Squalene vs Squalane: What’s the Difference?

Squalene is a polyunsaturated oil produced naturally by our bodies. Unsaturated fatty acids are required for making skin, especially ceramides which are lipids that make up 50% of our skin’s barriers.

Squalene is present within the oil that our sebaceous glands make, sebum. It’s actually about 14% of sebaceous sebum. Squalene comes out of our pores and coats the surface in order to maintain our skin’s barrier. Moreover, squalene is very abundant in fish oil. It’s particularly rich in shark oil, but fortunately, large skincare companies mostly extract it from plant oils such as olive oils. 

Squalene protects our skin barrier by being an antioxidant. Squalene is a powerful scavenger of reactive singlet oxygen on the surface of human skin. More simply, it protects the skin from reactive oxygen species like these that can damage the skin.

Singlet oxygen is a reactive oxygen species that can trigger the formation of free radicals.Free radicals possess an unpaired electron and therefore are destructive to other molecules in our skin. As the electron seeks to pair itself by stealing from another molecule, free radicals can damage all macromolecules, including lipids, proteins, and nucleic acids. All of these are crucial to the makeup and maintenance of our skin (collagen production, elasticity, healthiness, etc.)

As mentioned before, squalene is an antioxidant that can help with this. Additionally, it can protect the skin from oxidative stress (unbalance and degradation) caused by exposure to ultraviolet light.  However, the production of squalene slows drastically after age thirty, thus creating the consumer demand for squalene in products.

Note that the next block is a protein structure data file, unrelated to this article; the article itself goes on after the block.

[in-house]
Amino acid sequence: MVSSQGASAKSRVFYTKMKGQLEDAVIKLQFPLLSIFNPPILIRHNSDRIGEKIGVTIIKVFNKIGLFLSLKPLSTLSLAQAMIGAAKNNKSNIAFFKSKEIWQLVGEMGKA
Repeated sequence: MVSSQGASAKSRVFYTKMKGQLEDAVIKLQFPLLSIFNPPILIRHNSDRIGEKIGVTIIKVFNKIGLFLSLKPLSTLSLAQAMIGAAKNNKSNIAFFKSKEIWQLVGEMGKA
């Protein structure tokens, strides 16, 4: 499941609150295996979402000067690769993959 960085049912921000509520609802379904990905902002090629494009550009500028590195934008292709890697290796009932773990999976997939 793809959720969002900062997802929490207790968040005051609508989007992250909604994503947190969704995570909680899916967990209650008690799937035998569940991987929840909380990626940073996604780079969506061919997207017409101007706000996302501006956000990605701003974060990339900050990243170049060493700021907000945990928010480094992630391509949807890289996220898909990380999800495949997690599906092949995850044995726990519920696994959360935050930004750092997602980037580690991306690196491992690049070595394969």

However, the problem with squalene is that it gets old and rancid easily. So, squalane (with an “a”), a modified version of squalene, was created. Basically, squalene is hydrogenated into squalane.

Hydrogenation is the process of converting an unsaturated oil like squalene into a saturated oil such as squalane. Saturated oils are more skin-friendly and have an increased shelf life. This is the key difference between squalene and squalane. Not much else changes. So, if this sounds interesting, the ordinary has a great hydrating squalane product.

The Ordinary 100% Plant Derived Squalane -$7.90



Just like squalene, squalane is hydrating and an emollient. Emollients smooths out small particles between the skin. Depending on the moisturizer it’s in, squalane can function similarly to occlusives like mineral oil or petrolatum jelly. When squalane forms an occlusive barrier, it can slow down trans epidermal water loss. Transepidermal water loss is when the air around you starts evaporating the water from your epidermis. 

The skin is comprised of three primary layers: 

  1. The epidermis, the outermost layer

  1. The dermis, the middle layer

  1. The hypodermis, the undermost layer. 

When water passes from the dermis through the epidermis and evaporates from the skin’s surface, this is known as transepidermal water loss. Transepidermal water loss causes dryness and a loss of suppleness.

But by using an occlusive squalane product, you can work to strengthen your natural barrier, prevent dehydrated skin, and oxidative stress. Plus, it doesn’t feel greasy or oily. 

Furthermore, while squalane is a natural part of the skin, adding more of it may be problematic for those with acne-prone skin. However, squalane is lightweight, non-comedogenic, and very unlikely to cause inflammation or irritation which can be a culprit of acne. It is a strong lipid that can hydrate or even lock in moisture without clogging pores. Squalane is most effective when paired with regular exfoliation, and it is ultimately known to be feasible for all skin types.